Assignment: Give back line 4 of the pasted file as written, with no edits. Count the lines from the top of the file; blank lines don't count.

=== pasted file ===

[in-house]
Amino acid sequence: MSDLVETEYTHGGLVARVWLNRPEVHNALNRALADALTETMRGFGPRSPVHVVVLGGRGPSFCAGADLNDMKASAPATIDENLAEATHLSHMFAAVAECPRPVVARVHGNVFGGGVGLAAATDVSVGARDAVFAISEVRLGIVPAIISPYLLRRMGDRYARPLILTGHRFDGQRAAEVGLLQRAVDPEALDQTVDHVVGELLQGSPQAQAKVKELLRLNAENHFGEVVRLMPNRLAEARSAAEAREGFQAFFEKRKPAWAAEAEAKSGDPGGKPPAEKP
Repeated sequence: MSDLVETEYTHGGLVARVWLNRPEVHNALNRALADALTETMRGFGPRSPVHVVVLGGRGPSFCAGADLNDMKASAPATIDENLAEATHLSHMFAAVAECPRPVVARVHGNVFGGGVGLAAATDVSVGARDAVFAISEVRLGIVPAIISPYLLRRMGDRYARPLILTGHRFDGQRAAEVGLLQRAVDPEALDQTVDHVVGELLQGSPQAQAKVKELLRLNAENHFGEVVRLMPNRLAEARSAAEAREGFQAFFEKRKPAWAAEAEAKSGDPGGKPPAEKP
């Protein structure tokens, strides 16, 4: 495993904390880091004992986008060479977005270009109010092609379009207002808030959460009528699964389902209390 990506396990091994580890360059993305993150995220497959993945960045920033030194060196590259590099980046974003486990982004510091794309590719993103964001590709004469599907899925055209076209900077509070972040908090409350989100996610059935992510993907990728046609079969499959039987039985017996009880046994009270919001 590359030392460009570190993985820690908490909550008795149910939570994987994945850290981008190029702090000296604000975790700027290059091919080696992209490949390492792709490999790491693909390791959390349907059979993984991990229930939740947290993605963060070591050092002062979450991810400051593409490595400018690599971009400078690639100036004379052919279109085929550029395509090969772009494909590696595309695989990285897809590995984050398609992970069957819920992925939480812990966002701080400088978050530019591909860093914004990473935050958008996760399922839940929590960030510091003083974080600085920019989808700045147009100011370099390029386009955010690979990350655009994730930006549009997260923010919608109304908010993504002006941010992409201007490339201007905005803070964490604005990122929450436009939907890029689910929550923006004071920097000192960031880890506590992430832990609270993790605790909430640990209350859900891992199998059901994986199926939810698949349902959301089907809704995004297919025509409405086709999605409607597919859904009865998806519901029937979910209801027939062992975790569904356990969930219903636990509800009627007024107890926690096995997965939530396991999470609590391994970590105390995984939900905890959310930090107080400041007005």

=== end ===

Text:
């Protein structure tokens, strides 16, 4: 495993904390880091004992986008060479977005270009109010092609379009207002808030959460009528699964389902209390 990506396990091994580890360059993305993150995220497959993945960045920033030194060196590259590099980046974003486990982004510091794309590719993103964001590709004469599907899925055209076209900077509070972040908090409350989100996610059935992510993907990728046609079969499959039987039985017996009880046994009270919001 590359030392460009570190993985820690908490909550008795149910939570994987994945850290981008190029702090000296604000975790700027290059091919080696992209490949390492792709490999790491693909390791959390349907059979993984991990229930939740947290993605963060070591050092002062979450991810400051593409490595400018690599971009400078690639100036004379052919279109085929550029395509090969772009494909590696595309695989990285897809590995984050398609992970069957819920992925939480812990966002701080400088978050530019591909860093914004990473935050958008996760399922839940929590960030510091003083974080600085920019989808700045147009100011370099390029386009955010690979990350655009994730930006549009997260923010919608109304908010993504002006941010992409201007490339201007905005803070964490604005990122929450436009939907890029689910929550923006004071920097000192960031880890506590992430832990609270993790605790909430640990209350859900891992199998059901994986199926939810698949349902959301089907809704995004297919025509409405086709999605409607597919859904009865998806519901029937979910209801027939062992975790569904356990969930219903636990509800009627007024107890926690096995997965939530396991999470609590391994970590105390995984939900905890959310930090107080400041007005």